Riding the Wild Winter Winds from Marin to Bodega Bay
After a month of rainy weekends, I jumped at the chance when my girlfriend India called me up and said “let’s ride!” The day's two-wheel menu of choice was a tour of the North Bay by way of Greenbrae, out to the infinite serpentine two-lane Highway 1, north to Point Reyes, Tomales Bay, and Bodega Bay, then home through Occidental and Sebastopol. This 76 mile, 4-5-hour eclectic ride is chock full of hills, deep forests and coastal magic, intermingled with sweeping turns and tight twisties.
We rode our two sport bikes south on 101 from my house in Novato to meet Vicky on her silver V-Strom at the local Peet’s Coffee House in the Bon Air Shopping Center in Greenbrae. This is a popular meet-up spot, even when organizing a large group ride, because there’s lots of parking, two gas stations on the corner, a drugstore and grocery store just in case your forgot something, and strong coffee to get you off to an energetic start.
CHILLIN’ IN THE SPRING AIR
Despite lingering damp roads and 20 mph winds, we stuck with our original plan to head to the coast to satisfy our craving for some hearty authentic clam chowder at The Tides Restaurant in Bodega Bay. Even though it was the first day of April, and sunny, the winter’s chill was still in the air. Like most Bay Area riders, I've learned to layer up for the occasion, with my favorite turquoise North Face micro fleece under my cozy warm Frank Thomas winter jacket. I was the only one out of the three, who didn't have heated gear, so I pulled out my secret weapon, Grabber Hand Warmers and tucked them into my jacket liner to bump up the warm factor.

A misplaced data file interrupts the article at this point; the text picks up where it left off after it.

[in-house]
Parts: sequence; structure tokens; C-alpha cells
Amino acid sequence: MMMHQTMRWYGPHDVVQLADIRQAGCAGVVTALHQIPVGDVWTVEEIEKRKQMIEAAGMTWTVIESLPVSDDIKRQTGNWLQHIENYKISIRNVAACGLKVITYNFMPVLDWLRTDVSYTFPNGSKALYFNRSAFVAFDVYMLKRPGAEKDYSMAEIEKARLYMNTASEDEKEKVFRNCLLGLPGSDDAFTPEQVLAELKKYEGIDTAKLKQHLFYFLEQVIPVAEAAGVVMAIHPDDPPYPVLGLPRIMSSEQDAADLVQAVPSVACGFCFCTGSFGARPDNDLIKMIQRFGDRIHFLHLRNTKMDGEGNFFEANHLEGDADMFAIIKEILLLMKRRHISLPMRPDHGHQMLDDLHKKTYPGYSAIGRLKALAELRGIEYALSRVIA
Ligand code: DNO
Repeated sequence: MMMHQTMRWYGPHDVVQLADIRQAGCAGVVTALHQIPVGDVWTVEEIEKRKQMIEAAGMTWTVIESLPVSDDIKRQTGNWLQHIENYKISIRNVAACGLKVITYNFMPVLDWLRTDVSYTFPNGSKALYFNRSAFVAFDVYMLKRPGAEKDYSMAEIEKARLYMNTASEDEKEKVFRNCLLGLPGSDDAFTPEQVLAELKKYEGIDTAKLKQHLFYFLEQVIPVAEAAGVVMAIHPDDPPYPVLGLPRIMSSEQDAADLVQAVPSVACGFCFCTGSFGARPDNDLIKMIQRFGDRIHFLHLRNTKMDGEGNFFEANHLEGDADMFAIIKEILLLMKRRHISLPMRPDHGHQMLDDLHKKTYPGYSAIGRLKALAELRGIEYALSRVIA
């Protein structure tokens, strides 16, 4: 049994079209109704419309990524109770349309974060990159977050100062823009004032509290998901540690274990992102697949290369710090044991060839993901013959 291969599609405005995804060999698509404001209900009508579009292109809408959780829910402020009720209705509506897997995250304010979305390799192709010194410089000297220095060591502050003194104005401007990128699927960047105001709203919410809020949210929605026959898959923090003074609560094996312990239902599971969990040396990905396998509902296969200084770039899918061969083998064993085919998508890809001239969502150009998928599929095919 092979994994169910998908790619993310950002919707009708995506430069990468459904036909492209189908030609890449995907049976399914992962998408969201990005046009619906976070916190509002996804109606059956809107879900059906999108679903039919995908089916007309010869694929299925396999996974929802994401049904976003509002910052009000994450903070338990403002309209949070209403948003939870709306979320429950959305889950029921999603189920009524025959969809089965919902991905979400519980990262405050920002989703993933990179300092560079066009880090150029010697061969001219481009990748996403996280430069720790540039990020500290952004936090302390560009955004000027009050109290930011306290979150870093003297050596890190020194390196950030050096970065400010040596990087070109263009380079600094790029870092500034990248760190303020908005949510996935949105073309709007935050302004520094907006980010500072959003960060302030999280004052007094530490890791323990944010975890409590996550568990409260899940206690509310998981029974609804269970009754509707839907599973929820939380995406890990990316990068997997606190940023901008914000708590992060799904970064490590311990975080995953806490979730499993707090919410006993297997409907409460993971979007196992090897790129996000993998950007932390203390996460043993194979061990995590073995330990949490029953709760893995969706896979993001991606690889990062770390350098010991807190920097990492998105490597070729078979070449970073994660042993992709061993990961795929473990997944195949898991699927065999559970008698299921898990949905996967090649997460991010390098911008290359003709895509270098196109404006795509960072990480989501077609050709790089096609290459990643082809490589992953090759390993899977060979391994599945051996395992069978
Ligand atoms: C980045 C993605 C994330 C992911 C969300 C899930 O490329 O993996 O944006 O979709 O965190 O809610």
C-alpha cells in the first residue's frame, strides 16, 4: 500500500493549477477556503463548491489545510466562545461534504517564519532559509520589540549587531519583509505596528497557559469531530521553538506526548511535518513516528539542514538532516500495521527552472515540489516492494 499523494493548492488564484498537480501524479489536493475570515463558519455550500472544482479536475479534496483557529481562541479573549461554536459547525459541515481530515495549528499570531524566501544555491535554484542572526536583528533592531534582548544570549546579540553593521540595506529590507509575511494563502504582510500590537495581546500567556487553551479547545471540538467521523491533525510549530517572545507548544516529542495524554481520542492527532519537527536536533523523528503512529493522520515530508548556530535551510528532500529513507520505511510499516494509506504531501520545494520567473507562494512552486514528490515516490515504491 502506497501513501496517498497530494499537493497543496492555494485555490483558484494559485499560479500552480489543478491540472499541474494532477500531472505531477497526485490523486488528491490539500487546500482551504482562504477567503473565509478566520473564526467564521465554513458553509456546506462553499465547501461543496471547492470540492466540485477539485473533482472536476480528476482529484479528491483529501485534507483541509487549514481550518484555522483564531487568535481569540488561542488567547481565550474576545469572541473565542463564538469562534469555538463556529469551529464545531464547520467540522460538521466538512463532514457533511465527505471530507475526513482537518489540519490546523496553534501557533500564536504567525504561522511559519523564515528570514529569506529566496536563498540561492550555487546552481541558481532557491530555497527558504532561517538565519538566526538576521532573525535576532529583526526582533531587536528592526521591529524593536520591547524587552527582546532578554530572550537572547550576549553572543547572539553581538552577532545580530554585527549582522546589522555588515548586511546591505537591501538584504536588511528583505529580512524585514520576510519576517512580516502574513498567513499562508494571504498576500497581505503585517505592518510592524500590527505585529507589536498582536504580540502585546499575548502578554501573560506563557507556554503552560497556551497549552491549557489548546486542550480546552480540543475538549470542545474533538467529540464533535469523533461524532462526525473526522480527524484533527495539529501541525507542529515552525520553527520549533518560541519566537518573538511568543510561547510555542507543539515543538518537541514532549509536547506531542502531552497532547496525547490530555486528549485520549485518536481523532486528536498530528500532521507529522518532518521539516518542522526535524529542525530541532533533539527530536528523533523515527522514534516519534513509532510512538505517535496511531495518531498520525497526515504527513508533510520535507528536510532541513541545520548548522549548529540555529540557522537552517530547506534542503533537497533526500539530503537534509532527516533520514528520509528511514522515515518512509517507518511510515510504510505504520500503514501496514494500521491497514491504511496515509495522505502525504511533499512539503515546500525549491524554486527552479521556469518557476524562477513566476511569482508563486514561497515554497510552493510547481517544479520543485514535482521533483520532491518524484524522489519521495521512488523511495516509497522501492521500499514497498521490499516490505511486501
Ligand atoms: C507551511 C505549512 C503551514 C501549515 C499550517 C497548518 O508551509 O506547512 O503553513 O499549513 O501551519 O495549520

Heading due west from Greenbrae, we rode Sir Francis Drake Boulevard through San Anselmo and into the Bohemian town of Fairfax, which still retains its hippie past - a very sweet nostalgic town that just makes you want to grow your hair long and wear love beads! If you ride this route in reverse, I recommend taking a break at Woody’s Ice Cream store. It's a fun way to end the afternoon, indulging on a lavender rose ice cream cone while the distinct scent of patchouli oil lingers in the air.
Once past Fairfax, the road opened up and we were riding the rolling hills of West Marin. Spring is one of my favorite times to ride, when the vibrant green hills and valleys are strewn with colorful wildflowers against a crystal blue sky. A stunning vision that makes enduring the cooler riding conditions worth it as, in just a month or so, the summer drought will soon turn the hills to a “golden” brown.
BUMP AND WIND
Just over 11 miles from our starting point we pass through the San Geronimo Valley and through a dusky grove of ancient redwood trees in Samuel P. Taylor State Park. This is where the road gets a bit bumpy, so be sure to keep your toes pressed to your pegs as you take in the sights and musty smells of this brief majestic forest with a babbling brook running along beside you. I was thankful to have my polarized sunglasses to filter out the flickering sunbeams of light passing through the trees as we weaved in and out of the dense canopy of giant redwoods.
Another 5 miles down the road at the crossroads of Sir Francis Drake Blvd and Shoreline Highway (Highway 1) is the small town of Olema, an unincorporated community of Marin County and the gateway to the Point Reyes National Seashore, inspiring the late 60’s song “Hippie from Olema” by the Young Bloods. Today, this pint-sized town is still a great place to hang out, offering the rustic solitude of the Point Reyes Seashore Lodge as a great weekend getaway.
Heading north from Olema on Highway 1 we pass through the very popular town of Point Reyes Station, located at the innermost portion of the long and slender Tomales Bay. It’s also one of the only towns you will find on the coastal highway with a biker-owned gas station. The Greenbridge Gas & Auto Service Station recently installed a 24-hour card service on their four pumps so that riders no longer get stranded after the store (and bathroom) closes at 7 PM.